Digging a little deeper into the myths surrounding plastic water bottles—we move on to the second question that was presented: is it safe to drink the water from these disposable bottles, refill them, and then drink from them again? The short answer is yes, again! Reusing plastic water bottles is safe, as long as the bottle has not deteriorated. The only risk you may experience from re-using a water bottle is from natural bacterial growth as a result of lack of cleaning. In order to ensure this does not happen, bottles should be washed with hot, soapy water and dried between each use.
But what about all the advice to switch to non-plastic water bottles? This question leads us to the next huge headlining issue: Bisphenol A, or as it is sometimes abbreviated—BPA. We still don’t know much about the health effects (if there are any) of exposure to BPA. Animal studies have demonstrated that BPA exposure in utero and during early life can have adverse effects on reproductive system and brain development. But because it is difficult to do research of this kind in humans, we still don’t have all the answers. However, the U.S. National Toxicology Program has stated that there is “some concern” about the health and developmental risks of BPA exposure.
With the potential health effects of BPA exposure unknown, you may want to seek alternatives to plastics that contain BPA. Fortunately, most single-use water bottles sold in the U.S. aren’t made from plastics containing BPA. That’s not to say you should keep purchasing these one-time-use bottles! Think of the impact that these bottles have on the environment…purchasing a reusable water bottle is much more environmentally friendly. But, some of them are made from materials that contain BPA. Because your bottle may sit out in the sun or in a hot car—making chemicals more likely to leach into the water—it is best to find a BPA-free bottle.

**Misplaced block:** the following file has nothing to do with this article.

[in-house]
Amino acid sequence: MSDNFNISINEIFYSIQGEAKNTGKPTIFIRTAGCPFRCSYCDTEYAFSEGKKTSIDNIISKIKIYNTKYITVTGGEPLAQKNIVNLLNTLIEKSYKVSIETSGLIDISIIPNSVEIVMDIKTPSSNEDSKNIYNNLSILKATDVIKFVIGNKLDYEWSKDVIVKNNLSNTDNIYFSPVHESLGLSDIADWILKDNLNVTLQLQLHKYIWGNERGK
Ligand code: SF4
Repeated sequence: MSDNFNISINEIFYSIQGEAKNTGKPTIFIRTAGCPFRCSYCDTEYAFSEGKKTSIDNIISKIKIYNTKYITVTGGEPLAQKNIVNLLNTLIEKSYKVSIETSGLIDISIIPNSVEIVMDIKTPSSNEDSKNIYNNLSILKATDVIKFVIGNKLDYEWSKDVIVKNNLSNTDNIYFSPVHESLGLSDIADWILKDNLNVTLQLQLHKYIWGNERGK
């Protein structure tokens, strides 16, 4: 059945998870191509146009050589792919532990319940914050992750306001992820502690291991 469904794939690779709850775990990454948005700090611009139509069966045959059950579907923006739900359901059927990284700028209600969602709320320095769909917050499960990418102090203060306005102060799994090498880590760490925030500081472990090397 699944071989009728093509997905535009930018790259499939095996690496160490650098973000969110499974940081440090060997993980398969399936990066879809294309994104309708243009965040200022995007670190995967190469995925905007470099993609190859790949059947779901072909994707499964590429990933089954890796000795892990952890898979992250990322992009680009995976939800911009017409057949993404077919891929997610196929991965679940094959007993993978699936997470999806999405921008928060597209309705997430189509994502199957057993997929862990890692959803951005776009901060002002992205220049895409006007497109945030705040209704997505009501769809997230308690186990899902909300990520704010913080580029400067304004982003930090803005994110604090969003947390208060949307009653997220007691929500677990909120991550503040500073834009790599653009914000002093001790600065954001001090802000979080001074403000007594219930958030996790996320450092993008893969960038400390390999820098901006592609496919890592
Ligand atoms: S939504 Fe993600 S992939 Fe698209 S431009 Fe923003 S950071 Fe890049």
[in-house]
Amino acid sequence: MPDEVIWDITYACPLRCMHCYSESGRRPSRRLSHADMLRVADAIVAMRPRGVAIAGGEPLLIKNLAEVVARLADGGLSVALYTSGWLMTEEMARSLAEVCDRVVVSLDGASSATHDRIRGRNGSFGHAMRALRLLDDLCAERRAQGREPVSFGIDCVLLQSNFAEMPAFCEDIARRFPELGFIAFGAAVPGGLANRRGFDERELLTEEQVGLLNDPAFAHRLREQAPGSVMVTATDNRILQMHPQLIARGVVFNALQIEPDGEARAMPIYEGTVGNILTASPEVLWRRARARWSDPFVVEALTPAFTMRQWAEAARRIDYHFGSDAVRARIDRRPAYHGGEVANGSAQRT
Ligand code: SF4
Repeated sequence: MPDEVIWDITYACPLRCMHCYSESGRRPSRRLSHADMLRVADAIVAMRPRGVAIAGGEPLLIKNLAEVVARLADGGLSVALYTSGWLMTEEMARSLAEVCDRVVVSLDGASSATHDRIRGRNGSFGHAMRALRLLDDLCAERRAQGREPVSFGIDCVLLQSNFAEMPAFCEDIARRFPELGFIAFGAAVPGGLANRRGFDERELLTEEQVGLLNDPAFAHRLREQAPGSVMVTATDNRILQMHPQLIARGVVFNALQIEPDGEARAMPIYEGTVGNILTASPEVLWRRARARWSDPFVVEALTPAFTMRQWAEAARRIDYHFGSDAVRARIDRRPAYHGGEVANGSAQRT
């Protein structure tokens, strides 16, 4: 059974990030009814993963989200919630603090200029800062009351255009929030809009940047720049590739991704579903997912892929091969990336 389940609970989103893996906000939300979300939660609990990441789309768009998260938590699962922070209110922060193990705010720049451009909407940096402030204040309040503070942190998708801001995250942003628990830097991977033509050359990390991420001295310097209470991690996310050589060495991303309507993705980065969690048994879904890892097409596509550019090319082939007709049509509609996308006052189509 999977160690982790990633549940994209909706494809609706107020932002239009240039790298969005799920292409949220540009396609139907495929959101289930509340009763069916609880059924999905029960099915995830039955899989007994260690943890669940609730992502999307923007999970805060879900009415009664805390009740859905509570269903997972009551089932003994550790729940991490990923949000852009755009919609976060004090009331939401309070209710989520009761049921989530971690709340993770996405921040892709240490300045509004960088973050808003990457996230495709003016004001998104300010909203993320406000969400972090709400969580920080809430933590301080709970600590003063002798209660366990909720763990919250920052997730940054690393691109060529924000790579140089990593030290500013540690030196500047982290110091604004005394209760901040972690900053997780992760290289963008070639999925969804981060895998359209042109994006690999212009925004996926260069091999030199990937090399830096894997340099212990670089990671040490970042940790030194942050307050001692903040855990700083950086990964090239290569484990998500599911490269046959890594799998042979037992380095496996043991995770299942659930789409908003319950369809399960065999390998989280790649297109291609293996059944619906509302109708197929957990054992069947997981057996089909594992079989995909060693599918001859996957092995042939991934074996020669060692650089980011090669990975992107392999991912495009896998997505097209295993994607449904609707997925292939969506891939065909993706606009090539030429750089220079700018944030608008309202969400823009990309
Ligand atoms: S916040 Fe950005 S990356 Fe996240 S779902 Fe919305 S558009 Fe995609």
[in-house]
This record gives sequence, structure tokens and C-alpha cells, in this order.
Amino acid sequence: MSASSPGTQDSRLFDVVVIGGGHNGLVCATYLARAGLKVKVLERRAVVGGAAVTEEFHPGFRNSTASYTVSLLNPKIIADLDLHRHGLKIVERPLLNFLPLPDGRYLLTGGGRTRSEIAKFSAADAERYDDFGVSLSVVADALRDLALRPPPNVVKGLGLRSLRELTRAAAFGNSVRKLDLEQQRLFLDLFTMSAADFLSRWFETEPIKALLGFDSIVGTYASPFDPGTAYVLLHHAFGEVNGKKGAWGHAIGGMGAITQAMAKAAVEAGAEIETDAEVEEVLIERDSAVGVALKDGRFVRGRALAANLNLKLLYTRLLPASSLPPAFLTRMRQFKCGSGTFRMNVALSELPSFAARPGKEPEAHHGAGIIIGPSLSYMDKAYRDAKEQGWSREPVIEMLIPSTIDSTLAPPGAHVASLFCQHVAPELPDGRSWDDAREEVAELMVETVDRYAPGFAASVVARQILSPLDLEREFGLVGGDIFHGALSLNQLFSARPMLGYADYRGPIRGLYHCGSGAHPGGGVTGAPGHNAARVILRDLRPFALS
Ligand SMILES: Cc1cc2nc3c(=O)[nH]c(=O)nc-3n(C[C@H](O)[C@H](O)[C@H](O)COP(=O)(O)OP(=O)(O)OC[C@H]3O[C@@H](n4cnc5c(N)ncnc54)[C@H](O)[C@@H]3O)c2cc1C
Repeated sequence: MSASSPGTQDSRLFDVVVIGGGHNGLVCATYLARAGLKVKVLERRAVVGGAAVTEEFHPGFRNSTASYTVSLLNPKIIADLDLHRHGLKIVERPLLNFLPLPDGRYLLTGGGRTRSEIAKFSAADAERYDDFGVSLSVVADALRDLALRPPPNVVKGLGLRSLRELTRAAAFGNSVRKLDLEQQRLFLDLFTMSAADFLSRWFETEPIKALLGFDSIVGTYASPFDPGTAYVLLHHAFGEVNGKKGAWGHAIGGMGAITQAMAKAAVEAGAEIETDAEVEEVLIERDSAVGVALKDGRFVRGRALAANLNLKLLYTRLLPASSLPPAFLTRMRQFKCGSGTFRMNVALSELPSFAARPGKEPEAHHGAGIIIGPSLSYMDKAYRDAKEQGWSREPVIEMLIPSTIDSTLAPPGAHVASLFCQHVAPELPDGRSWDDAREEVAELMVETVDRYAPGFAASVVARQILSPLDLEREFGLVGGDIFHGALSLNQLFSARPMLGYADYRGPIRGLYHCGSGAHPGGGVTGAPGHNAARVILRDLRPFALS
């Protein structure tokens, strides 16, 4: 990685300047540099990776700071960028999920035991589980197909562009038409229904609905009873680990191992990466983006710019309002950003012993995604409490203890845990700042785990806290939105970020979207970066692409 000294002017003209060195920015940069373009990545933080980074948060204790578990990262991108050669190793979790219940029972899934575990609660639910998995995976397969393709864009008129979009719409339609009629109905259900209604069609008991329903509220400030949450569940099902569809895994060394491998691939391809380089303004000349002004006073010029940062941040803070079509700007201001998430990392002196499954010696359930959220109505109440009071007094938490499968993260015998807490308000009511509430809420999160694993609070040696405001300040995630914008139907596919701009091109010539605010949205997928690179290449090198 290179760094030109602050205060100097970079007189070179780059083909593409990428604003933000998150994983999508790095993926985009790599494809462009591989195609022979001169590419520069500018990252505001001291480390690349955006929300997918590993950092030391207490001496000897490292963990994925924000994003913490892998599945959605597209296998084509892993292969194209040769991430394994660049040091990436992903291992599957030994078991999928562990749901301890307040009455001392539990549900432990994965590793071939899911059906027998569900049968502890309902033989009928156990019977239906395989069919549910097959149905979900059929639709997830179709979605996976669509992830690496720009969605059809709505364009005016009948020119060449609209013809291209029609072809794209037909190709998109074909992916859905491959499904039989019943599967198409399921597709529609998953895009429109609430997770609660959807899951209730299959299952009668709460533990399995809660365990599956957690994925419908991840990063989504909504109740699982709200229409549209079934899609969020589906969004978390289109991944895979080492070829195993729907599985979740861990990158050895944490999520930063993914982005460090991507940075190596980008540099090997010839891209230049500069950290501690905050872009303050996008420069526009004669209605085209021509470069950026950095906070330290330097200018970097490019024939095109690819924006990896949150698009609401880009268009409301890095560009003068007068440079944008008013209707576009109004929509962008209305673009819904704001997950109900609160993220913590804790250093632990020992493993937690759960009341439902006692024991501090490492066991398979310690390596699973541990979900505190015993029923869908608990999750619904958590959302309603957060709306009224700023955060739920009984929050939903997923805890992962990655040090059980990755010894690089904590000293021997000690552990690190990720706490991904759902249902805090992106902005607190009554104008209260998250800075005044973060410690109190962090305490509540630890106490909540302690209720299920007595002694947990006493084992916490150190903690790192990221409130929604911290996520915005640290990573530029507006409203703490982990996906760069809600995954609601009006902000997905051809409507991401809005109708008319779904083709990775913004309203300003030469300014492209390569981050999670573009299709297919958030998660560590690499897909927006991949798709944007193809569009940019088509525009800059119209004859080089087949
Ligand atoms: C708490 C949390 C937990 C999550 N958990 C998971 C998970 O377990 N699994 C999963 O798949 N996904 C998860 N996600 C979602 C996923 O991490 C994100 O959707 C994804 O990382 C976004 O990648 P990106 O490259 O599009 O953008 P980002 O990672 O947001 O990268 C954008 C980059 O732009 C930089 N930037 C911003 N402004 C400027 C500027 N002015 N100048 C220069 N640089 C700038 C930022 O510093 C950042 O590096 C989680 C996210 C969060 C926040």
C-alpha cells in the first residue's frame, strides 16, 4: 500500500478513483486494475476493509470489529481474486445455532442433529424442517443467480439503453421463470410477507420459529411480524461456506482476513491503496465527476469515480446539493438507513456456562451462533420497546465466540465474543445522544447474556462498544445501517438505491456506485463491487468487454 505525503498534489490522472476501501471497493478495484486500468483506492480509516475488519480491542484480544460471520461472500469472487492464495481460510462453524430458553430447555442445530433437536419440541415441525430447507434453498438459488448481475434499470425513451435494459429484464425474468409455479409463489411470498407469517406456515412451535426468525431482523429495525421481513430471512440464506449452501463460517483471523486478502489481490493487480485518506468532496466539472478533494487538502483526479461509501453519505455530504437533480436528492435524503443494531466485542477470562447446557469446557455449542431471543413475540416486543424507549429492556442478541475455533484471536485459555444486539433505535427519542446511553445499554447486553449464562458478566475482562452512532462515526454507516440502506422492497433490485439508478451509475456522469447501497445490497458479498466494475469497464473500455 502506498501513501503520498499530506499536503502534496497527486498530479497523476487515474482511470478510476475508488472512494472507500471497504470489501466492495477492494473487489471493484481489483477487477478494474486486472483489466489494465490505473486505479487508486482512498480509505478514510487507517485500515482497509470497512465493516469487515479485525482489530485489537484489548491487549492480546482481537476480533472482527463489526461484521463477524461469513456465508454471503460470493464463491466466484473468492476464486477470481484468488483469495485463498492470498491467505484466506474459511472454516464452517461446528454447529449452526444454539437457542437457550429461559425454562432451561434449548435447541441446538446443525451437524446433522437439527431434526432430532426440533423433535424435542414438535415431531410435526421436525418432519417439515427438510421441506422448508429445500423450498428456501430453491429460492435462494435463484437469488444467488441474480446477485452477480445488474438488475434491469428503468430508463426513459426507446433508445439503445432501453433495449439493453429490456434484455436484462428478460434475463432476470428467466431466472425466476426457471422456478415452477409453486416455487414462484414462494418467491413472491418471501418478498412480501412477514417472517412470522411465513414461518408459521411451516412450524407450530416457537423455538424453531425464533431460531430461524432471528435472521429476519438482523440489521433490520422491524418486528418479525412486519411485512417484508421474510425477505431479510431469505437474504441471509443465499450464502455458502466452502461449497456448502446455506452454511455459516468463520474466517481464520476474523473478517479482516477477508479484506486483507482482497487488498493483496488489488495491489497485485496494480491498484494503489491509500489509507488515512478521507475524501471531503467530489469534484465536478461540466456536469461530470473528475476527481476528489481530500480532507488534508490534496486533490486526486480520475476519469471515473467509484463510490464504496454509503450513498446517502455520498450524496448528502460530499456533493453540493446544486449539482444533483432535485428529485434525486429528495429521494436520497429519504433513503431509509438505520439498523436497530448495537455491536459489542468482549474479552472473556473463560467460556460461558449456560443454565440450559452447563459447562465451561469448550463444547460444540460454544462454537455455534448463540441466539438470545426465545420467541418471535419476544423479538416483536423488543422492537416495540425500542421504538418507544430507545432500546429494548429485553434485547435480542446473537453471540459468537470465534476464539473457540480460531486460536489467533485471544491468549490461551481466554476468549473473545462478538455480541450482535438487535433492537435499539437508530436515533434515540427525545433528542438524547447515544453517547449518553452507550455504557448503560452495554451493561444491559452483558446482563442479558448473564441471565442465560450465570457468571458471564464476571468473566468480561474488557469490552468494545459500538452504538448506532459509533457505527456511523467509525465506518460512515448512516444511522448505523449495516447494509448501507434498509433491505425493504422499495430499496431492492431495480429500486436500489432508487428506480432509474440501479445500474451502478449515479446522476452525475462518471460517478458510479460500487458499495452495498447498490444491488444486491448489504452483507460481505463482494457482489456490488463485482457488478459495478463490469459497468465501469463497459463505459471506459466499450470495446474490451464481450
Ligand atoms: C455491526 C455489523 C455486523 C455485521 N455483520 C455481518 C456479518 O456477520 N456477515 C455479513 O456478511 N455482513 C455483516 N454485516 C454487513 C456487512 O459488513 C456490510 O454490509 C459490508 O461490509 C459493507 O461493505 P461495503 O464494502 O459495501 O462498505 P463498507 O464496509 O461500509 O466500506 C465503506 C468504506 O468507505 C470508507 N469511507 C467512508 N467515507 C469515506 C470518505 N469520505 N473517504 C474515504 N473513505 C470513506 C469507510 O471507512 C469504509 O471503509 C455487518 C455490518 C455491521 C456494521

Baby bottles are another instance in which BPA-free alternatives should be considered, especially because the limited evidence indicates that early life exposure may have a great impact. Glass bottles and BPA-free plastic bottles are great choices; polycarbonate bottles with the recycling code ‘7’ should not be used. Additionally, if you use infant formula, powdered formula has lower levels of BPA than liquid formula—BPA is found in the epoxy lining of food cans.
Even though there is limited information out there, the evidence suggests that we should continue to be cautious about plastics. Remember to wash out water bottles regularly if you plan to reuse them. And be sure to buy reusable water bottles that do not contain BPA. Taking these steps will help you protect yourself and your family from possible health risks. We don’t have all the answers, but in years to come, scientific testing will most likely improve and we will have a better understanding of the risks associated with plastics. For now, it’s better to remain cautious of the potential risks, just in case!
For more resources on these topics, and to see where we turned for our information, please visit the following links: Microwaving food in plastic: Dangerous or not?, Q&A: Bisphenol A and Plastics, Plastic Bottles: What do the claims about plastics involve?, and The Plastic Panic.